A DW analysis of campaign finance data compiled by the Center for Responsive Politics finds that US subsidiaries of international companies have so far spent almost ten million dollars (9.8 million euros) supporting candidates in this election cycle with most of the contributions coming from European-based firms ($8.6 million). The only other foreign, but non-European-based, companies that have spent money on the US election so far hail from five countries: Japan ($597,000), Israel ($159,000), Canada ($108,000), Mexico ($61,000) and Australia ($32,000). While foreign nationals without permanent US residence status and foreign entities are prohibited from contributing to US elections, American subsidiaries of foreign companies are not. Just like their US counterparts, they can legally establish so-called Political Action Committees (PACs) to collect contributions for political candidates from their US employees and families. All PACs are registered with the Federal Election Commission. “It doesn’t surprise me,” said James Davis, dean of the School of Economics and Political Science at St. Gallen University in Switzerland, when asked about the fact that PACs set up by European-based companies have so far contributed more than eight million dollars to the US election campaign.
PACs and Super PACs, noted Davis, these days are major players in articulating their political interests, a trend that has been only growing since the US Supreme Court’s historic Citizens United decision which drastically loosened campaign finance rules. “And the way you make yourselves heard in American politics today is that you make a big donation,” said Davis.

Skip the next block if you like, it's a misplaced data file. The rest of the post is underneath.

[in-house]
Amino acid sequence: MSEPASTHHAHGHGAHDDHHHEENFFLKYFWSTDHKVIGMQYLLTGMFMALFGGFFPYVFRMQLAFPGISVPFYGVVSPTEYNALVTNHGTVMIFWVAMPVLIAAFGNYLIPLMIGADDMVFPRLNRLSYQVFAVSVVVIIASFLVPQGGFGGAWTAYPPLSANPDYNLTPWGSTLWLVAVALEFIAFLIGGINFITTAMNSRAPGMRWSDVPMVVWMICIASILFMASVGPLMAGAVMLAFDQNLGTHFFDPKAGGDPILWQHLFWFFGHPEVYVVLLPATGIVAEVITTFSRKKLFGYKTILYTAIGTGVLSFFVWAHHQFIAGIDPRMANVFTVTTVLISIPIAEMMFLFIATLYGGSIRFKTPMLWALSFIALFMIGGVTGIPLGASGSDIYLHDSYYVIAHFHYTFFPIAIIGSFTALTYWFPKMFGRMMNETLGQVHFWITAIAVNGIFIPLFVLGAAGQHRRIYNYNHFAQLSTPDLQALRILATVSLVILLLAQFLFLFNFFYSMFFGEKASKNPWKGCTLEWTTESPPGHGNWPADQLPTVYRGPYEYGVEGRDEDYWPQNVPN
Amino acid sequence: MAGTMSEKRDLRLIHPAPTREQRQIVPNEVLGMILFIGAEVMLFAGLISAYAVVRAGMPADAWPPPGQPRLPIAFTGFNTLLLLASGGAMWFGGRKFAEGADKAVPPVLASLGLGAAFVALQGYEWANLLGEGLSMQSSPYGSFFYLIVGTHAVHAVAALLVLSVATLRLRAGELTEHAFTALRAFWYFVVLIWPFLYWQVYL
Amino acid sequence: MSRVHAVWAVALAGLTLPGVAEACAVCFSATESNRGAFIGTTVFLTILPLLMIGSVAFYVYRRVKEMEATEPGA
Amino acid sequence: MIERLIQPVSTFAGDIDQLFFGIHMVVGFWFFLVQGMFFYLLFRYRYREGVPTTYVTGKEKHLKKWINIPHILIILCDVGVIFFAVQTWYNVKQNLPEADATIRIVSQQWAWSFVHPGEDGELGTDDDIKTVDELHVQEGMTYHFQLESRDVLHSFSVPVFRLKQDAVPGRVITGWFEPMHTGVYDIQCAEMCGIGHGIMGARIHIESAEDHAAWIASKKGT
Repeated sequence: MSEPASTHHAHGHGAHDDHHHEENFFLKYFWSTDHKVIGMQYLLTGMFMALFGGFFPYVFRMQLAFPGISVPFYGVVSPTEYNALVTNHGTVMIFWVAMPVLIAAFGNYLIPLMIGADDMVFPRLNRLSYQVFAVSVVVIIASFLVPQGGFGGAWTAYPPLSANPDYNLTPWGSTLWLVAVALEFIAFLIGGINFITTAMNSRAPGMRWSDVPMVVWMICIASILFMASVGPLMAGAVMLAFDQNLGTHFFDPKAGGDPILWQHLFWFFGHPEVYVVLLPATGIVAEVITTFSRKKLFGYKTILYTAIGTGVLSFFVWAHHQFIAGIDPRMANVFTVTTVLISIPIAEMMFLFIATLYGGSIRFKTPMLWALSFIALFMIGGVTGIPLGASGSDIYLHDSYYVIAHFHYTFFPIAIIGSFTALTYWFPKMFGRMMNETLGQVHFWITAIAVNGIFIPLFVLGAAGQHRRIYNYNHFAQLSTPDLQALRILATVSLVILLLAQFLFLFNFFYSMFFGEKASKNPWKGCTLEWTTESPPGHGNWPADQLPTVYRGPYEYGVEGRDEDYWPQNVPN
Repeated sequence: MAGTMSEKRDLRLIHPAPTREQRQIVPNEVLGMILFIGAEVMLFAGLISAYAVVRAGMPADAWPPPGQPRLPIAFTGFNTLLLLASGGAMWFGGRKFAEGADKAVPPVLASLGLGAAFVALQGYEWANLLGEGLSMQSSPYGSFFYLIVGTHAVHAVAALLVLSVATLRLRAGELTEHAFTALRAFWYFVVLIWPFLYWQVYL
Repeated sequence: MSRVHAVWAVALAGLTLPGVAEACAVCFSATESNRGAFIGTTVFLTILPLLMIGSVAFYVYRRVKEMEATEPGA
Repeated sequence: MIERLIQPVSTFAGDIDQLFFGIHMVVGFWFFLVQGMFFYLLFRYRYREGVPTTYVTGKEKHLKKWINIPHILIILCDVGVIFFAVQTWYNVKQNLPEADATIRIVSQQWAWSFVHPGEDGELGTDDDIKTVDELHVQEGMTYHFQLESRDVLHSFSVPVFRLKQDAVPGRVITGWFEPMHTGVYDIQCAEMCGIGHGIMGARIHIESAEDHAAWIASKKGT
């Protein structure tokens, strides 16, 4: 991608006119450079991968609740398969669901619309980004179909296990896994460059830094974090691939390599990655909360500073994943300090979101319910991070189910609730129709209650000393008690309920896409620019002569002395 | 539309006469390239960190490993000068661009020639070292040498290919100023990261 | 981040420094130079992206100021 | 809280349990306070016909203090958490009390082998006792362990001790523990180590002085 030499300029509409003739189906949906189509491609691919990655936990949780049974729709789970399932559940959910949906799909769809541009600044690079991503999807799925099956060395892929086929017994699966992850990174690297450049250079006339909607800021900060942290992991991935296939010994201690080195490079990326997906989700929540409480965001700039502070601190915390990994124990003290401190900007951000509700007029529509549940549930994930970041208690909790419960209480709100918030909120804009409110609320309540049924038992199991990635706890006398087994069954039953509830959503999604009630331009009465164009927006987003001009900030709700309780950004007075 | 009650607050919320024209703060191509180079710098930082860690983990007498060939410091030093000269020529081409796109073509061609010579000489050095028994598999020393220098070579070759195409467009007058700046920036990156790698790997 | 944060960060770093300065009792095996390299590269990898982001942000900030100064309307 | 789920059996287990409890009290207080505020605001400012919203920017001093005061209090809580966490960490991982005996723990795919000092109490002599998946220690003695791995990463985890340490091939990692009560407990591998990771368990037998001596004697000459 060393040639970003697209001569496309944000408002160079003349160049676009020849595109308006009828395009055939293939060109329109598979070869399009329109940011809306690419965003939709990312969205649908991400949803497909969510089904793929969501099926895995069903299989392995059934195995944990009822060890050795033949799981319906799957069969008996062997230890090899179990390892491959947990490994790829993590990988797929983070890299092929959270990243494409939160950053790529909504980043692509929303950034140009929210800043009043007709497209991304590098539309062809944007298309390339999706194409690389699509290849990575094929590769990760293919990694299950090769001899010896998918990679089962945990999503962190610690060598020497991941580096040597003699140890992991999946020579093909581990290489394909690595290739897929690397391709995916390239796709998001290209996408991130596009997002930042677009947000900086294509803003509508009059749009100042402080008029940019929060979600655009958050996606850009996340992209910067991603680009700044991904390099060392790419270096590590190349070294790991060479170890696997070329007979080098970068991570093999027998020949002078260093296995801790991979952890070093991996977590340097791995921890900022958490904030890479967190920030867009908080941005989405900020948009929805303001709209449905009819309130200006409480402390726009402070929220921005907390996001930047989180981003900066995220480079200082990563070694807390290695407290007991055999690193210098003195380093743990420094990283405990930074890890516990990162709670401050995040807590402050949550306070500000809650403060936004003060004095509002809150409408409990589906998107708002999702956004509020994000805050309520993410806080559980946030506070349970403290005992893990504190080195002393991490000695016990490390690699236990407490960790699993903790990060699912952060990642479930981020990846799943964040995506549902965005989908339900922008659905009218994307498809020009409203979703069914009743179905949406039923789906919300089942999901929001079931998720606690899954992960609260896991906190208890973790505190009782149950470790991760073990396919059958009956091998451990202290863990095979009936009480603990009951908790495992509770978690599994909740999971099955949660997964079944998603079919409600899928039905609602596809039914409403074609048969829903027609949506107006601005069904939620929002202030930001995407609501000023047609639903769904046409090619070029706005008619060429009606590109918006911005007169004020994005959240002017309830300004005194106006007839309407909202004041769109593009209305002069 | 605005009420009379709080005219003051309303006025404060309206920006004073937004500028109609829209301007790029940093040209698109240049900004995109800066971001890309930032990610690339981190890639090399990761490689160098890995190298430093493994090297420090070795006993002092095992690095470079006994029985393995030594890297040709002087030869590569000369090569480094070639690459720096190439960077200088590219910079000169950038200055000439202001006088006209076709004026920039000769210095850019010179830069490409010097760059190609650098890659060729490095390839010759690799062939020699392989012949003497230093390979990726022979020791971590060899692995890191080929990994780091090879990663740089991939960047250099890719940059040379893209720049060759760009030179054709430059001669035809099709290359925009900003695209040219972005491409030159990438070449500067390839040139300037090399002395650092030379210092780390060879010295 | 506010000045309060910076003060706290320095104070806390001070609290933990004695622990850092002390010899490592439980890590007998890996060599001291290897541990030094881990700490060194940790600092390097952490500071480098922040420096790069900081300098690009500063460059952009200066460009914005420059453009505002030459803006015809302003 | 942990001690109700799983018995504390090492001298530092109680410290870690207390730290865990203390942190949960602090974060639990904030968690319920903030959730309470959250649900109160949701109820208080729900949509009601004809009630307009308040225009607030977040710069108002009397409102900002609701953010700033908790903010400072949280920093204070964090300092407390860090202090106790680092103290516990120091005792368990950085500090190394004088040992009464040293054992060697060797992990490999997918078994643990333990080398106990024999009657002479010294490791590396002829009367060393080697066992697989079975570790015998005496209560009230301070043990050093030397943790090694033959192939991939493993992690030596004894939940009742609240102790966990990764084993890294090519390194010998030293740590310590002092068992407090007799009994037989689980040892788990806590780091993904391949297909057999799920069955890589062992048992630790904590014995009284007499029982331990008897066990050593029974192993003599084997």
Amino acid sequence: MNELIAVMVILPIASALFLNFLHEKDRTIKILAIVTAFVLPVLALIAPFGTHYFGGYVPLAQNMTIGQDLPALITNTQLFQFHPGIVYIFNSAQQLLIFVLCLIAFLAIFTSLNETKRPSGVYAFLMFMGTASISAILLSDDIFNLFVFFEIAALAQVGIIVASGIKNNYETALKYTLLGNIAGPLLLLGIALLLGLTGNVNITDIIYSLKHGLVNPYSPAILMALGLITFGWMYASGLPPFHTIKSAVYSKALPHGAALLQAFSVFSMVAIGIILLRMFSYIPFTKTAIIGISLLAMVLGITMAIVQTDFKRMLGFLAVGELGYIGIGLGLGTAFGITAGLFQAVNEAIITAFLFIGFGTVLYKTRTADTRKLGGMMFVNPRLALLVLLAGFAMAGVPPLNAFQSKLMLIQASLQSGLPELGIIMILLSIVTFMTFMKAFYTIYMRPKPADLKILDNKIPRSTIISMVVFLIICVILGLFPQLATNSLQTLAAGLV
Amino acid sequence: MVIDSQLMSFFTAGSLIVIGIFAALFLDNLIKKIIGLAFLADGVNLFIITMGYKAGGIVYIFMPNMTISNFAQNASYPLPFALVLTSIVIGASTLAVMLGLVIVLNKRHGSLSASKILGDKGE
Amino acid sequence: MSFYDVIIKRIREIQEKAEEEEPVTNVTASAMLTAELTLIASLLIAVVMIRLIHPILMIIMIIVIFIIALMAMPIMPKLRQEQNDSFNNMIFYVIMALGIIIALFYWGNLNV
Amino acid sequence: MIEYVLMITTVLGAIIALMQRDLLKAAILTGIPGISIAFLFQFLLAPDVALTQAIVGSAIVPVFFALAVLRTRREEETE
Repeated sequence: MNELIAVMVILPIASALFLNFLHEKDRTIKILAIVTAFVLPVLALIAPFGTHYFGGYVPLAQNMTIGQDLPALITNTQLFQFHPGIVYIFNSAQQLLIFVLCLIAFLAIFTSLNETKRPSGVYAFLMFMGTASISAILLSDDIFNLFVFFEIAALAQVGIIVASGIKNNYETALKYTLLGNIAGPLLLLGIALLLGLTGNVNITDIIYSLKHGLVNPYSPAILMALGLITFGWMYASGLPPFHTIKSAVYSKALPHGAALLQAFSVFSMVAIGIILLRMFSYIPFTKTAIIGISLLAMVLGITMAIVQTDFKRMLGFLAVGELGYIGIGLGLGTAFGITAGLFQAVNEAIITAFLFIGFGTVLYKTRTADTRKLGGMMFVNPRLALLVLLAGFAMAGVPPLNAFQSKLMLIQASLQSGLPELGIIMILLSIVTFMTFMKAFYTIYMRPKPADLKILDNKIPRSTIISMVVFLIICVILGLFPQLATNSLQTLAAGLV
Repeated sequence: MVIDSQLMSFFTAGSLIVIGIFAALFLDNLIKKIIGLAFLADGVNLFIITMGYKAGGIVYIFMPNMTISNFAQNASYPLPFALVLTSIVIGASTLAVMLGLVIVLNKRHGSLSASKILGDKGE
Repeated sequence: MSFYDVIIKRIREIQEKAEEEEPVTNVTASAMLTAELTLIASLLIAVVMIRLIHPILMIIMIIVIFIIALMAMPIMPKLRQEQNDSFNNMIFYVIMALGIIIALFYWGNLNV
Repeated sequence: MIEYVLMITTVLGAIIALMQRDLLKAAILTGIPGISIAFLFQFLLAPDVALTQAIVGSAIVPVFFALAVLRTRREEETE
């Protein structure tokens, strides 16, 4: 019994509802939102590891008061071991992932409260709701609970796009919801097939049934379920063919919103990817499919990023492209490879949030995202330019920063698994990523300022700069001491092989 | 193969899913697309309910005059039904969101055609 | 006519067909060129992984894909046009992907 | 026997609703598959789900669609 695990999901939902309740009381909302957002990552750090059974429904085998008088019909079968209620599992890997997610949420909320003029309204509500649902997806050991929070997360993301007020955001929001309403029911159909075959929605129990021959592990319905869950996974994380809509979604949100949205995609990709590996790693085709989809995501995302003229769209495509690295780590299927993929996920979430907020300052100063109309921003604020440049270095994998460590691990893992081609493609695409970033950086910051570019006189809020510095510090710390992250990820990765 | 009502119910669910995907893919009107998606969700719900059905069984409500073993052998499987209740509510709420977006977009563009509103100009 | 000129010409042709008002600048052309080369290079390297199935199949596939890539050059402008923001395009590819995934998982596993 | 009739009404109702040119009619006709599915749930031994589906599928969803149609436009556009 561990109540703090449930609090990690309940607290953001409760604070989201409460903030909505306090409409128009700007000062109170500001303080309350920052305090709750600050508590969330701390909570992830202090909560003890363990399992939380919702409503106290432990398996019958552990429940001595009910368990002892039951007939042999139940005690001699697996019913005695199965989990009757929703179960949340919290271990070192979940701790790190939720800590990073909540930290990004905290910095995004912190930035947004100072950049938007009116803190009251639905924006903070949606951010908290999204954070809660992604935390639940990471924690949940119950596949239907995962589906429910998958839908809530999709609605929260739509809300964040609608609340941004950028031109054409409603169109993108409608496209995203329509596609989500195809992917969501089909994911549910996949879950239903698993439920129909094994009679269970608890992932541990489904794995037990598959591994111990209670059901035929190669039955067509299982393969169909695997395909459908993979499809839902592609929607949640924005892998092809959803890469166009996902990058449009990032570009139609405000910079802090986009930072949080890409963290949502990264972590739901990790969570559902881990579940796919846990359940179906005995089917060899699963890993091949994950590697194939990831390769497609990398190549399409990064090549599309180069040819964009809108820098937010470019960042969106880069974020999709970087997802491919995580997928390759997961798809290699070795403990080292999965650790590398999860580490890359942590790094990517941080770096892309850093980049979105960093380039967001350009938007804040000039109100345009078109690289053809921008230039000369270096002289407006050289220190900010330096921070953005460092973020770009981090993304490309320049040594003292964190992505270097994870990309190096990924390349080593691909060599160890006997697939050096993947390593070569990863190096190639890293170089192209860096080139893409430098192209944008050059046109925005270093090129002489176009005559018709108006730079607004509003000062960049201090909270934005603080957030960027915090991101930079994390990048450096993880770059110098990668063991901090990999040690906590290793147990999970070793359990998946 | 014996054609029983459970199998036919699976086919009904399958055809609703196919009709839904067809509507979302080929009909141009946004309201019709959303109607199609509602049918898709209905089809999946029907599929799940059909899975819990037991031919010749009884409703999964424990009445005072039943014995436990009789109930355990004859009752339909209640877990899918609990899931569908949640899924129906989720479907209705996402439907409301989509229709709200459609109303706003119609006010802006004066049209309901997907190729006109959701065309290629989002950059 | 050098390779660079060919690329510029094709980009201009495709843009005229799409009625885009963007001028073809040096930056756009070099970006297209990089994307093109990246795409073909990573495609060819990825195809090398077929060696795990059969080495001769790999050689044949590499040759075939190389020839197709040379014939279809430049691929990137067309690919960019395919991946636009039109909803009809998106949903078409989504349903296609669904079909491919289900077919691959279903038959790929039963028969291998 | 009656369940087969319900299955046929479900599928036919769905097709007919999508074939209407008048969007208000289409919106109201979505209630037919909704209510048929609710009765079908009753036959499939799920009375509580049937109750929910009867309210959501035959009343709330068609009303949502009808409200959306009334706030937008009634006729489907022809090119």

The biggest spender among foreign-affiliated PACs is the one set up by Swiss banking giant UBS. It contributed $741,750 to Congressional candidates with most of the money going to Republicans.
Recipients of UBS PAC money were, for instance, Republican Congressman Jeb Hensarling, chairman of the US House Financial Services Committee and Republican Congressman Sean Duffy, chairman of the House Financial Services Subcommittee on Oversight & Investigations both of which received the largest contribution ($10,000, respectively). The House Financial Services Committee has jurisdiction over the banking and financial sector.
Asked by DW about details of its spending policy on the US election, UBS said in a statement that, “the UBS political action committee (PAC) gives equally to political candidates on a bipartisan basis as part of our goal of being engaged with the House and Senate on public policy issues.” The bank added that “the UBS PAC does not give to presidential candidates, party conventions or any Super PACs.”